Missouri, like other Midwestern states, has struggled with “brain drain,” or the flight of highly educated and highly trained people to other parts of the country, typically to large cities.
Although this phenomenon has been seen nationwide in states such as Wisconsin, Iowa and Indiana, Missouri’s brain drain is unique in its stability over multiple decades, according to a report published in April by the Congressional Joint Economic Committee.
People have been leaving for a long time. But with technology’s transformation of the job market, St. Louis’ economy may be on the rise, according to a new report from Richard Florida, a professor at the University of Toronto and co-founder of CityLab, an online expansion of The Atlantic.
Florida coined the concept “creative class” in his 2002 book “The Rise of the Creative Class,” which advised cities to try and attract knowledge-based industries and workers.
Between 2005 and 2017, St. Louis’ creative class of “knowledge workers in education, healthcare, law, arts, tech, science and business” experienced one of the highest growth rates in the nation, at more than 16.4%.
That’s according to Florida’s new report, which outlines the explosive growth experienced by the creative class over the past 15 years. Between 2005 and 2017, the U.S. workforce grew at a rate of 13.6%. The creative class growth rate was double that, at 27.2%.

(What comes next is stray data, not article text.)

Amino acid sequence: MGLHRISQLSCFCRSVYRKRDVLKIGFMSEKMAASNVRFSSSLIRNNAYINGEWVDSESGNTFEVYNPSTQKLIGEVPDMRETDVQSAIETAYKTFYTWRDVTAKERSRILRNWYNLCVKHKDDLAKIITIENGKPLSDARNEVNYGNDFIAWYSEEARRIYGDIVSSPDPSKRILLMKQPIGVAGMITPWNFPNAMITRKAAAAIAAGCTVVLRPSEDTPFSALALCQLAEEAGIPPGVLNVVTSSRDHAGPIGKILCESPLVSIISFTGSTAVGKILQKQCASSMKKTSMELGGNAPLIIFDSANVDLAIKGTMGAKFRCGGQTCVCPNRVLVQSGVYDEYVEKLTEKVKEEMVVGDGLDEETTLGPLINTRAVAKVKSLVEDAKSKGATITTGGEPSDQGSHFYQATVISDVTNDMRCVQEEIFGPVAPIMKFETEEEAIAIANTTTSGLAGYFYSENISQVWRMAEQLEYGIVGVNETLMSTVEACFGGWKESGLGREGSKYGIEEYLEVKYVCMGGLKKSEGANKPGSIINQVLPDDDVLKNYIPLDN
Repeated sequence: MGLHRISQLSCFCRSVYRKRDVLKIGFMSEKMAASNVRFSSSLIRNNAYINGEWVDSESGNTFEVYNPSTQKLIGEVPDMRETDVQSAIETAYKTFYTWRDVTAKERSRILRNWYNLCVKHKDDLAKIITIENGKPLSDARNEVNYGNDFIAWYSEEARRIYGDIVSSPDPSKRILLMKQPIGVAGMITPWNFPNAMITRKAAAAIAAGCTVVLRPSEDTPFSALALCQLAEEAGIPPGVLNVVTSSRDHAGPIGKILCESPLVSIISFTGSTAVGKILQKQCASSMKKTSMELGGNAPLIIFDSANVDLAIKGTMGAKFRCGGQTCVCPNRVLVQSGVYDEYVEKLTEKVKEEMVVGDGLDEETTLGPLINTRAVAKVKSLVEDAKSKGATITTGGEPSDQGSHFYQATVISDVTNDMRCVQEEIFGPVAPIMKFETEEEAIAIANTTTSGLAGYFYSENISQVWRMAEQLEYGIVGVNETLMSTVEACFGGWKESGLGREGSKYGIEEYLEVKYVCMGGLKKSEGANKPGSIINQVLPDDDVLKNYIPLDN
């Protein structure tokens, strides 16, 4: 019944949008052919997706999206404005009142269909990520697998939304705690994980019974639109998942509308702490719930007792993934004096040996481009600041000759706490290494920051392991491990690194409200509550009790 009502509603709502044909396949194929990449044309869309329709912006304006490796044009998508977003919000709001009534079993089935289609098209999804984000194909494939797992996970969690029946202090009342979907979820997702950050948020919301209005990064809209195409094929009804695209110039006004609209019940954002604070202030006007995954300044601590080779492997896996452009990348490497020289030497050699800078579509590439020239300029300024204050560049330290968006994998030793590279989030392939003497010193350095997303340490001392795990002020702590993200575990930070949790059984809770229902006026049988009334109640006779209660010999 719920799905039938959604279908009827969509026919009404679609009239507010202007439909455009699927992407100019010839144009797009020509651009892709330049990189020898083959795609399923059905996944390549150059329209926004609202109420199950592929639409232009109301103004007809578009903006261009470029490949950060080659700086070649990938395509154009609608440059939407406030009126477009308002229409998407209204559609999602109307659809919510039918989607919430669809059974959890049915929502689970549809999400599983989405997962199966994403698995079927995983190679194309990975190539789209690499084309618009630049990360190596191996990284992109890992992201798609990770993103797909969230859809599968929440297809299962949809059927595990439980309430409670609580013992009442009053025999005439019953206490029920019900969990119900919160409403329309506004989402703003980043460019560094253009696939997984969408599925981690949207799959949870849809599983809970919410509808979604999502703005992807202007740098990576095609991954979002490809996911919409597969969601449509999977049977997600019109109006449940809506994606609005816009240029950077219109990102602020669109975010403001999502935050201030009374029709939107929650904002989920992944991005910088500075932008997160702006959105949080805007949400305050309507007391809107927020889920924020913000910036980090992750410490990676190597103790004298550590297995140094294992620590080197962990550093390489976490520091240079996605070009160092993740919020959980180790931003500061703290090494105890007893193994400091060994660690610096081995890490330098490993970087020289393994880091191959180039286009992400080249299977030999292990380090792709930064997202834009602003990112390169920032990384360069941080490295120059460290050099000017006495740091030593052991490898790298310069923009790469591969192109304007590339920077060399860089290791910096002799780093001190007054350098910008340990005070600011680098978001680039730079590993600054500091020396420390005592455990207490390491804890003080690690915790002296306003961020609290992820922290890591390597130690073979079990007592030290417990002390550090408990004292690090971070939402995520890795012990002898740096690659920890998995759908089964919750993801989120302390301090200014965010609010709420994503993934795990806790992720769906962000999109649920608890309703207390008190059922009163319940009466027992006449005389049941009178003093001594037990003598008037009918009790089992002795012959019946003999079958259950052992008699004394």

Instead of measuring talent by college education, Florida measures it by occupation. Today, only six out of 10 members of the creative class hold a college degree, he writes.
St. Louis, an older industrial city with an economy once largely built on manufacturing, is creating a growing number of jobs in the “knowledge sector,” many of which are some of the highest paying on the market, according to Florida’s research.
This shift from manufacturing-type jobs to advanced services jobs in areas like engineering, computer systems and telecommunications was also outlined in a Brookings report published last year, which highlighted St. Louis’ growth.
The report cited research-centered urban universities, such as Washington University in St. Louis, as important anchors for expansion in knowledge-based fields, particularly in older industrial cities such as St. Louis, Cleveland and Baltimore.
Statistics from the Joint Economic Committee show that although Missouri experiences steady brain drain of college graduates, it doesn’t experience high numbers of “outmigration” of the general population.
The data show a broader shift in the makeup of the U.S. job market. St. Louis isn’t necessarily attracting droves of highly talented college graduates. Rather, it’s growing its knowledge sector while decreasing its manufacturing sector.
There’s a reason Florida encouraged cities to recruit knowledge-based industries: they’re where the money is.
The transformation of the job market, Florida said, could indicate “the beginnings of a tipping point in the geography of talent as housing prices continue to rise in superstar cities, while metros in once talent-lagging parts of the country capitalize on the significant cost advantages and quality of life they have to offer.”